The question of whether the novel is dead is one that often occupies those in the business of writing or commenting on novels, much as the question of self-driving cars doubtless occupies truckers. One’s attitude towards the question largely depends on one’s attitude towards genre fiction and Sally Rooney.
Still, whatever its truth, it is inarguable that, as Joseph Bottum wrote in his 2019 book The Decline of the Novel, “art forms are not immortal or incapable of collapse when their social foundations shift.” To that end, authors have been attempting to innovate. The “alt-lit” community have been using social media for years, both as a source of thematic material and as a means of publication, and even grizzled vets are learning new tricks. Salman Rushdie has been publishing his latest novel, The Seventh Wave, in a serialized form on Substack.
And Thomas Pynchon?
Well, here lies a mystery. A user of the r/ThomasPynchon board on Reddit has noticed something unusual. Paul Thomas Anderson, who adapted Pynchon’s book Inherent Vice, has a new film, Licorice Pizza. A character in Licorice Pizza is an old guy in the movie business named Sam Harpoon.
Harpoon appears to have “his” own Twitter account where he posts fictional movie anecdotes, in what feels like a tribute to the rambling Facebook posts of Taxi Driver and Raging Bull screenwriter Paul Schrader. Sample brilliance: “this boggles my mind (not my imagination – nothing boggles that).” Despite having fewer than 2,000 followers, Harpoon is followed by Hollywood big hitters like Looper and Knives Out director Rian Johnson. Some of Harpoon’s anecdotes appear to drop sly references to Pynchon’s work. For example, he writes:
2022 marks 50 years since I began the journey of crafting “Rainbow,” my studio debut and the film which has defined my career for better or worse (arguably both). Pynchon’s Gravity’s Rainbow, while not his first book, was published in 1973 and has defined his career (for better or worse). Another Reddit wag pointed out that a “Harpoon” is a missile. The plot of Gravity’s Rainbow concerned missiles and Pynchon worked as a technical writer of Boeing.
Could Pynchon be tweeting as a minor character from a Paul Thomas Anderson film? There are similarities between their thoughts and style. “Harpoon” writes:
Gurdjieff once wrote, “Essence is the truth in man.” This was the guiding philosophy at the heart of “Juju and the Caper Crew” which I made for Fox in 1974. However due to a financing snafu with Westinghouse it was only shown at the NATO training base in Szczecin. Great film! SH.
Various Pynchonian elements are there: tricksy humor, esoteric philosophy and strange military machinations. Could it be? Could it be?
Well, none of this is direct evidence for the furtive novelist’s involvement. As fun as all this speculation is, the cold hands of probability have to rest themselves upon our shoulders. Pynchon is 84. He famously avoids the limelight. He has never had a verifiable social media presence. Is it realistic to imagine that he is spending his golden years posting away online to a small audience of amused movie bigwigs and curious Redditors?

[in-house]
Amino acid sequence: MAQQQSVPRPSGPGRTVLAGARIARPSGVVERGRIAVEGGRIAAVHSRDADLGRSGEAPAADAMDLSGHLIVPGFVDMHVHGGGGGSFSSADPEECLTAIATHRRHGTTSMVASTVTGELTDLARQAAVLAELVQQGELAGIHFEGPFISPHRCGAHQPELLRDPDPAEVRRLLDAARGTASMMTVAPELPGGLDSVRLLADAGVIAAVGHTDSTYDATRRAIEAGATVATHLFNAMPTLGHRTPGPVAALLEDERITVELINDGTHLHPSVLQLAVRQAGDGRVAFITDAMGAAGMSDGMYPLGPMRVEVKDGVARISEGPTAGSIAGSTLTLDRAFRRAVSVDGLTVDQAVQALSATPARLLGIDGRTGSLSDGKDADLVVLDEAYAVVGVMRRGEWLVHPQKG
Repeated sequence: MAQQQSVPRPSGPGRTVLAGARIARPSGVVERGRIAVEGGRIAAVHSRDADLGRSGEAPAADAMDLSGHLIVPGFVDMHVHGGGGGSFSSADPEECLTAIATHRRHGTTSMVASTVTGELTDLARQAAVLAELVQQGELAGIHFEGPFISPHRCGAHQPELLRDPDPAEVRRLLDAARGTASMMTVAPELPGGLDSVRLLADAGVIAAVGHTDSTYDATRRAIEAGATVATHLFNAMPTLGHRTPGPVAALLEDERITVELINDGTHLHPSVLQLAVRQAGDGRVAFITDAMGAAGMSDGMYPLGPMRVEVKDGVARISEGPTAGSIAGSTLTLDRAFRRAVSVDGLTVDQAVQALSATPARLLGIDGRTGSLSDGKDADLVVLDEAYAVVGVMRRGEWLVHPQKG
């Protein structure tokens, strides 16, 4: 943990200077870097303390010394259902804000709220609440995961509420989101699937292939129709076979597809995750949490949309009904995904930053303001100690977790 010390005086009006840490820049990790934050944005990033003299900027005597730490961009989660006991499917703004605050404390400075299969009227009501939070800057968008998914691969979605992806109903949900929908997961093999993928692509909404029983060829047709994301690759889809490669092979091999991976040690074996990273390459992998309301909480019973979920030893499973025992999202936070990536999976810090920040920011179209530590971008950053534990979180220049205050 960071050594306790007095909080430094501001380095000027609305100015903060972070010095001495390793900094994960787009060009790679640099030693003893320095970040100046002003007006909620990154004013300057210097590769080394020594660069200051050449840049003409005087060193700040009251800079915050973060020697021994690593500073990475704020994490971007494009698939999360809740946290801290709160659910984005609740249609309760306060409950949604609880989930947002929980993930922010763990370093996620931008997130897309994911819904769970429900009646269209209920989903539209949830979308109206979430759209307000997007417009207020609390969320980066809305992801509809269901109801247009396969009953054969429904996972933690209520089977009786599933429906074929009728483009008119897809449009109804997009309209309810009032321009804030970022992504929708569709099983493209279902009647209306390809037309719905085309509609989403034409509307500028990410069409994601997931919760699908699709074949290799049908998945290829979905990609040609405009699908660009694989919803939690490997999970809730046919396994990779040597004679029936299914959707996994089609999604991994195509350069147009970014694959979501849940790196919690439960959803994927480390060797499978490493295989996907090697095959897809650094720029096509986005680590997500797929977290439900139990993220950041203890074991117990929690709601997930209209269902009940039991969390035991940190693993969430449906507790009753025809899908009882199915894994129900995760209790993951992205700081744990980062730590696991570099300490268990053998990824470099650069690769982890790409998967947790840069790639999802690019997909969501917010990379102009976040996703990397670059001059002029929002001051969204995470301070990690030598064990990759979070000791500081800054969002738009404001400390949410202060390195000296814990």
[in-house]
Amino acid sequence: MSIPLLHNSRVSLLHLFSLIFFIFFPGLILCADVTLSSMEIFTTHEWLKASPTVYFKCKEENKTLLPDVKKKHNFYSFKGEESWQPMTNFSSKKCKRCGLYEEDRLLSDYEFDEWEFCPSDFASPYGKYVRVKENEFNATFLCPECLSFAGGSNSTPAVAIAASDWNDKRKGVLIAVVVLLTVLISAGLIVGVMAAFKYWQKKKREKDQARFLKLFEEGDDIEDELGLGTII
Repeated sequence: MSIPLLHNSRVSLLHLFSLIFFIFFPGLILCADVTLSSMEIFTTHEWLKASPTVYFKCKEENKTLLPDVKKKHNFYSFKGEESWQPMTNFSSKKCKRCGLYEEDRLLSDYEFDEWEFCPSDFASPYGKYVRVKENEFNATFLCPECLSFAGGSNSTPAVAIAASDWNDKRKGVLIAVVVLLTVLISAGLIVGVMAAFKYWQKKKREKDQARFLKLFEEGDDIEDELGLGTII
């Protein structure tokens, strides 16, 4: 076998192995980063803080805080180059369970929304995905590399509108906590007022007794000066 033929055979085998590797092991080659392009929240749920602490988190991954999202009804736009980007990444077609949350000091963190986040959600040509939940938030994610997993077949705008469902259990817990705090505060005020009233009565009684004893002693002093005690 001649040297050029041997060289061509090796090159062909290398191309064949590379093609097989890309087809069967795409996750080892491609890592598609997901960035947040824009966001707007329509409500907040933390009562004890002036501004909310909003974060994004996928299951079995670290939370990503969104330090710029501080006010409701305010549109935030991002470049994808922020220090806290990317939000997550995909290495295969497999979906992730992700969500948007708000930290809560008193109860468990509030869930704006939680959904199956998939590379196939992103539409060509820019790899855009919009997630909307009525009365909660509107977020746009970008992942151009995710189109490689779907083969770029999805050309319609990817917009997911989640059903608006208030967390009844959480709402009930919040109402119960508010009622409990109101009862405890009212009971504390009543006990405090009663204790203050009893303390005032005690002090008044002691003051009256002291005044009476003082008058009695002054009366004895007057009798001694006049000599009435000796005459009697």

Then again, it is certainly someone, and someone well-connected, trying to sound Pynchonesque. It would not surprise me if it was Paul Thomas Anderson himself, who shares Harpoon’s enthusiasm for lost subcultures and, obviously, filmmaking. But perhaps it is nothing more than a stunt — an attempt to gain publicity from bozos like your humble commentator through manufacturing speculation that directs people towards the film.
If it is a stunt, it is a clever one. No other author’s name invites such conspiratorialism. He produces Pynchon novels but he also inspires a universe of Pynchonalia. He has been alleged (almost certainly falsely) to have published a novel under a different name. When he published his novel Bleeding Edge, there were suggestions (again, almost certainly false) that he was posting on the strange and lurid messageboard 4Chan. When Paul Thomas Anderson directed Inherent Vice, there were claims, which led to feverish theorizing, that the famously camera-shy novelist had made an appearance. USA Today even asked various authors to submit their own “Thomas Pynchon conspiracy theories,” with Teddy Wayne, author of Loner suggesting, “Thomas Pynchon is really J.D. SALINGER.”
Pynchon’s enigmatic public image has created a Pychonesque drama in itself — a seething mass of speculation aimed towards…what? Trying to see an old man’s face? Trying to find out whether he wrote some humorous tweets? Well, damn it, I want to know as well. If knowledge is hard to acquire, then curiosity inflates its value out of all proportion. The internet has made that even truer because we know so much about so many different people and events. The unknown becomes especially tantalizing.
Sam Harpoon, whoever he is, is writing a chapter in a sort of abstract novel — a collection of texts that illustrate the stranger reaches of human inquisitiveness. Will it have an ending?